Perspectives and challenges

Quantitative and comprehensive lipid profiling is an emerging technology. As described above, the lipidomics approach has demonstrated great potential to facilitate understanding the function of membrane lipids in plant adaptation and tolerance to low-temperature stresses. It has helped to characterize (i) lipid metabolic pathways involved in low-temperature responses, (ii) roles of specific genes/enzymes in the stresses, and (iii) lipid species that serve as substrates and products of specific enzymes. In addition, profiling information can be used for gene discovery by aiding identification of genes in mutants. ESI-MS/MS-based lipid profiling is inclusive for most lipid molecular species. It should be possible to extend the ESI-MS/MS platform so that routine lipid profiling will cover additional lipids, such as sphingolipids, phosphoinositides, N-acyl phosphatidylethanolamines, and free fatty acids.

However, much needs to be overcome to achieve true comprehensiveness and robustness in the analyses (Welti and Wang 2004). For example, the ESI-MS/MS-based lipid profiling presented here is a targeted strategy and, thus, such analysis cannot detect the presence of lipids in untargeted classes. In addition, profiling lipids in subcellular membranes has been challenging, because lipolytic enzymatic activity could result in alteration of lipid composition during homogenization and subcellular fractionation. Furthermore, a full realization of the potential of lipid profiling will require development of better informatics for efficient data handling and analysis.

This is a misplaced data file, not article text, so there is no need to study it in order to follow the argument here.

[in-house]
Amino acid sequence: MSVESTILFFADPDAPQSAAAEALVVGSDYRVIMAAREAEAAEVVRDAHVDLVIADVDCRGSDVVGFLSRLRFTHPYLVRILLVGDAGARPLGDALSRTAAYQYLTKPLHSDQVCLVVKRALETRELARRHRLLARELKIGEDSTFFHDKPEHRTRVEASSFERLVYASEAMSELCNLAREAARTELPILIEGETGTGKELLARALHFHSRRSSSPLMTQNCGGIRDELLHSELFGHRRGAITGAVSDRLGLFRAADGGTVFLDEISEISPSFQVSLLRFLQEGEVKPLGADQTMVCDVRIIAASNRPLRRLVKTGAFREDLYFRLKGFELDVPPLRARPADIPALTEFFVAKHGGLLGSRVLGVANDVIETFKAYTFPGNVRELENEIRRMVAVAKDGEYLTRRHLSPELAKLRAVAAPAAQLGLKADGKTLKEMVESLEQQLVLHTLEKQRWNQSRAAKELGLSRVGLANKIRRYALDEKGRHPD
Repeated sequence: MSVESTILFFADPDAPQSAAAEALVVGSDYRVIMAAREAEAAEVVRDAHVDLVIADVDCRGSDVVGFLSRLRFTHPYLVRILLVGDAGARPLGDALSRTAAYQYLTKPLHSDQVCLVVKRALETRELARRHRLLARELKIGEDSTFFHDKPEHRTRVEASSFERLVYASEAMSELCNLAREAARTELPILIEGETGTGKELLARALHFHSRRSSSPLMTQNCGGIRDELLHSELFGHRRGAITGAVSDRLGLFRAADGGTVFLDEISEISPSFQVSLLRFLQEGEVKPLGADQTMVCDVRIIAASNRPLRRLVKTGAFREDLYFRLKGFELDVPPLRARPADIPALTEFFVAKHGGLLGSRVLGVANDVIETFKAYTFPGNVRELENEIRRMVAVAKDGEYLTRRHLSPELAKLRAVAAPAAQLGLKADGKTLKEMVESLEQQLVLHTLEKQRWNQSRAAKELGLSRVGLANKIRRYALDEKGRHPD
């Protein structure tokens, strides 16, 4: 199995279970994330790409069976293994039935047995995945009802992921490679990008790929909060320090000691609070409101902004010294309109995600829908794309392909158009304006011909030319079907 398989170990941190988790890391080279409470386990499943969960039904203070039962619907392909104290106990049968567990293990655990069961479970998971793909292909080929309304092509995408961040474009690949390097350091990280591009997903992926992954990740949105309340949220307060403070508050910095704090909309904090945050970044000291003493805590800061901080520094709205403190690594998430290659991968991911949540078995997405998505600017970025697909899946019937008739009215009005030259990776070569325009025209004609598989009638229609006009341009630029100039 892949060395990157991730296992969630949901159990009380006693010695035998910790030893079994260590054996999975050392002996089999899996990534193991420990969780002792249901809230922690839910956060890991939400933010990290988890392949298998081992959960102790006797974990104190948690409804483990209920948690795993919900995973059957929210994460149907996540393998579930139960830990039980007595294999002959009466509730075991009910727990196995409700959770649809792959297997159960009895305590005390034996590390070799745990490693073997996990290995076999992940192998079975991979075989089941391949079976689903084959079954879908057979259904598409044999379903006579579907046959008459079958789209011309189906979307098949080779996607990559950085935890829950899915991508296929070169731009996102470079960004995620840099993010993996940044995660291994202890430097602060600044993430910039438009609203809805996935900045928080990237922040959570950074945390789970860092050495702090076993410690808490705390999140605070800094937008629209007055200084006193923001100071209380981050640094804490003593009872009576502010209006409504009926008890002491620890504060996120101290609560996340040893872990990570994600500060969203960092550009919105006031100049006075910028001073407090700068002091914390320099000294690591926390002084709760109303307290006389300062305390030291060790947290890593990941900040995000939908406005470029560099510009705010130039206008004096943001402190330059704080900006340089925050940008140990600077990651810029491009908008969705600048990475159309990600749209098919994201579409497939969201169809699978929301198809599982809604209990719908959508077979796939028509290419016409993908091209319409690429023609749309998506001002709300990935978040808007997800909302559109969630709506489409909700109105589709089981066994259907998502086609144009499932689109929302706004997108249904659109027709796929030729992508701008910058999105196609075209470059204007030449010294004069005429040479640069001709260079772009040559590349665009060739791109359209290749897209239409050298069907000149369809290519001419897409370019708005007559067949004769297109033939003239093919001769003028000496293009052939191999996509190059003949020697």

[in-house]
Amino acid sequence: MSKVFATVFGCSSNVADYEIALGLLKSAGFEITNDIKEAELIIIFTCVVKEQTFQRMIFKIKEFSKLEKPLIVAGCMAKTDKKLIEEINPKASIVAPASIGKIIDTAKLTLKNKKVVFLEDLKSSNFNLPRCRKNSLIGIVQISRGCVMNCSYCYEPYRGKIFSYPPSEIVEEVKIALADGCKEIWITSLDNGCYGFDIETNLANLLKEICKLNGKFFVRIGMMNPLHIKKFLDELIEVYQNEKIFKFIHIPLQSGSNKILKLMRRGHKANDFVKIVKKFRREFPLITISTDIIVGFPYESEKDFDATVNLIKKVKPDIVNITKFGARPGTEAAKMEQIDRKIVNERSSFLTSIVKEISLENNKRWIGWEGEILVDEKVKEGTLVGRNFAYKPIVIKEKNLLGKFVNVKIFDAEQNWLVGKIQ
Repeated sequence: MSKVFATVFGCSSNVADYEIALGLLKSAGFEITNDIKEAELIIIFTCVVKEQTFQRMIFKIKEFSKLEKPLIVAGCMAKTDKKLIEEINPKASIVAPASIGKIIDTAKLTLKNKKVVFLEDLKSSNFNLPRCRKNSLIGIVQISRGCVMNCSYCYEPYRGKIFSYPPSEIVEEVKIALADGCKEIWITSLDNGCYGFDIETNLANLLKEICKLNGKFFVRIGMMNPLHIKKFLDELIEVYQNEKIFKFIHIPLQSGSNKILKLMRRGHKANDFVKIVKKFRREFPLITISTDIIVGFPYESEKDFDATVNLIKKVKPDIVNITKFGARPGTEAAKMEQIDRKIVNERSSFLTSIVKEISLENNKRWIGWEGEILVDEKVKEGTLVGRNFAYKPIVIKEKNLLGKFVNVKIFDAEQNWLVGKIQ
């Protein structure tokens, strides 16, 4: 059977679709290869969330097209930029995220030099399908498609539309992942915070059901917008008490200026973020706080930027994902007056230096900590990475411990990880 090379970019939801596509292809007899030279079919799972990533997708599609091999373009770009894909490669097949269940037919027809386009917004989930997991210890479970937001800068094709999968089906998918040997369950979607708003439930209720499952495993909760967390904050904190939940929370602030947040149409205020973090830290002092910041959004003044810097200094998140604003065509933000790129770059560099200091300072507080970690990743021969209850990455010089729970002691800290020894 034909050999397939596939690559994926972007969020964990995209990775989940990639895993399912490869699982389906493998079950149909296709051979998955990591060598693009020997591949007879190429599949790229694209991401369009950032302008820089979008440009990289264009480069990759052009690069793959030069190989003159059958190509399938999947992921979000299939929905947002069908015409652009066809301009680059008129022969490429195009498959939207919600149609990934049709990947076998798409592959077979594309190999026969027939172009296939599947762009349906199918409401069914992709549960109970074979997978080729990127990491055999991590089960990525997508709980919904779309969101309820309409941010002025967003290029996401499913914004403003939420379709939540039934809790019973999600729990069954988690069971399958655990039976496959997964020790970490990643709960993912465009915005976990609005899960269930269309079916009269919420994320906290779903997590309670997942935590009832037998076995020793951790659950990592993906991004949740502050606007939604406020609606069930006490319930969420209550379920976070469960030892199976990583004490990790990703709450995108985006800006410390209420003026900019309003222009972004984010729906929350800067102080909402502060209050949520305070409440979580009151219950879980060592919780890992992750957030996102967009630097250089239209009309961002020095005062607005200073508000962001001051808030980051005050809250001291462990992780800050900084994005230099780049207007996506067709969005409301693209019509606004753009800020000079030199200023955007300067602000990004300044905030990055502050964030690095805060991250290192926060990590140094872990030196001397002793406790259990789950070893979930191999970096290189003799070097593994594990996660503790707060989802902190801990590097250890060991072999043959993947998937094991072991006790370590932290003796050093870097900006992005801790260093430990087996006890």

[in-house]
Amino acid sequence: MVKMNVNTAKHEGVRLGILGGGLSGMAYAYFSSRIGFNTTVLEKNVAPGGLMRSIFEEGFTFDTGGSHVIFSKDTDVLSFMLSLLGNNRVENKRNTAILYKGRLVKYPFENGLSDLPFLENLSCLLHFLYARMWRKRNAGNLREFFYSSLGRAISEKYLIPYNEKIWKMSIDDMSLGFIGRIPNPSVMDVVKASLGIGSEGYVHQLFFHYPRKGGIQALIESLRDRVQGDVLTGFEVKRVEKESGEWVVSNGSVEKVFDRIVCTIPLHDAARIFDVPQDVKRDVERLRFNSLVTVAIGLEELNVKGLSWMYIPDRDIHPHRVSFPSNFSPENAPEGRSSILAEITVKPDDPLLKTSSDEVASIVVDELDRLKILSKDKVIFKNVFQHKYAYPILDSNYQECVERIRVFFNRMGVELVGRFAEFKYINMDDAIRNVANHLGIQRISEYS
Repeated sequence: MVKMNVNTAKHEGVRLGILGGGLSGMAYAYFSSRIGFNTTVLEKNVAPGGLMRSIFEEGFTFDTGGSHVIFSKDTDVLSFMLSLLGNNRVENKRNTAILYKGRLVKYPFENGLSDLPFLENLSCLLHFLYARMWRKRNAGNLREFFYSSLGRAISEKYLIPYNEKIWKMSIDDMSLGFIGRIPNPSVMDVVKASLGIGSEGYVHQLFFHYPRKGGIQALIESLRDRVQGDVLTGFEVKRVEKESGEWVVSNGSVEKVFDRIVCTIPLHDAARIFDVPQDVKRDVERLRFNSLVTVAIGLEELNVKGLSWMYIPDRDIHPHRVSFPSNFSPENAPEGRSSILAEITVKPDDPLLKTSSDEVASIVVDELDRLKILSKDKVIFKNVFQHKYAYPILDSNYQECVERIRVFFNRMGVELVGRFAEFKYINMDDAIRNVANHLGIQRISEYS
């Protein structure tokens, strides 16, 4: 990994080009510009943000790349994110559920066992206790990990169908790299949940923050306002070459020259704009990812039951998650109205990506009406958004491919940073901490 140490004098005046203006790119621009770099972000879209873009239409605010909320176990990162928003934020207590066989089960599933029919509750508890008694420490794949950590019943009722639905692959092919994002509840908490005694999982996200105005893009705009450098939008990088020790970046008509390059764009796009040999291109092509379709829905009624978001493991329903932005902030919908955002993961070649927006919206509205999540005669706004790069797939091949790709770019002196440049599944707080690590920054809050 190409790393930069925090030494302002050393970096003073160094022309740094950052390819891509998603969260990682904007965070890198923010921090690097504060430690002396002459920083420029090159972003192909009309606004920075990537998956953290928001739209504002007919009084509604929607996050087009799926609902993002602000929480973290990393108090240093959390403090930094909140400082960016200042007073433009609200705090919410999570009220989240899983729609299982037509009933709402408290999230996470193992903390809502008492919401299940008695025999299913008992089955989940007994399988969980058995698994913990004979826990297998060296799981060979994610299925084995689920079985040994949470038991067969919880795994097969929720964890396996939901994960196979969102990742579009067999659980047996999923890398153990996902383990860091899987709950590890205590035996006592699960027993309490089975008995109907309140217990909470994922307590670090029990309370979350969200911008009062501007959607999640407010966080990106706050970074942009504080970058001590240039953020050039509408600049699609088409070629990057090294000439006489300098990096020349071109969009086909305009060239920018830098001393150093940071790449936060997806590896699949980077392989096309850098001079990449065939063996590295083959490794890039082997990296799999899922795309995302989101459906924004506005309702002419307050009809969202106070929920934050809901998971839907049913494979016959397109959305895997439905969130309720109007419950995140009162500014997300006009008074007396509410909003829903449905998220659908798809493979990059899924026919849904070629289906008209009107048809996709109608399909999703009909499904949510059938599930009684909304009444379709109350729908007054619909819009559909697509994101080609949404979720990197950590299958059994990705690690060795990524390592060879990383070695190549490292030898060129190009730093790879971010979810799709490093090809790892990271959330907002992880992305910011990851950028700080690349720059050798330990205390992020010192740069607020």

Acknowledgements –  The authors thank Christen Buseman and Alexis Sparks for help with figure preparation. Work from authors' laboratories was supported from grants from National Science Foundation (MCB 0110979 and MCB 0455318) and the U.S. Department of Agriculture. Support of the Kansas Lipidomics Research Center Analytical Laboratory was from National Science Foundation's EPSCoR program, under grant EPS-0236913 with matching support from the State of Kansas through Kansas Technology Enterprise Corporation and Kansas State University, as well as from Core Facility Support from NIH grant P20 RR016475 from the INBRE program of the National Center for Research Resources. RW acknowledges contribution 06-61-J from the Kansas Agricultural Experiment Station. WL is currently supported by the Ministry of Science and Technology of China (grant number: 2004DKA30430).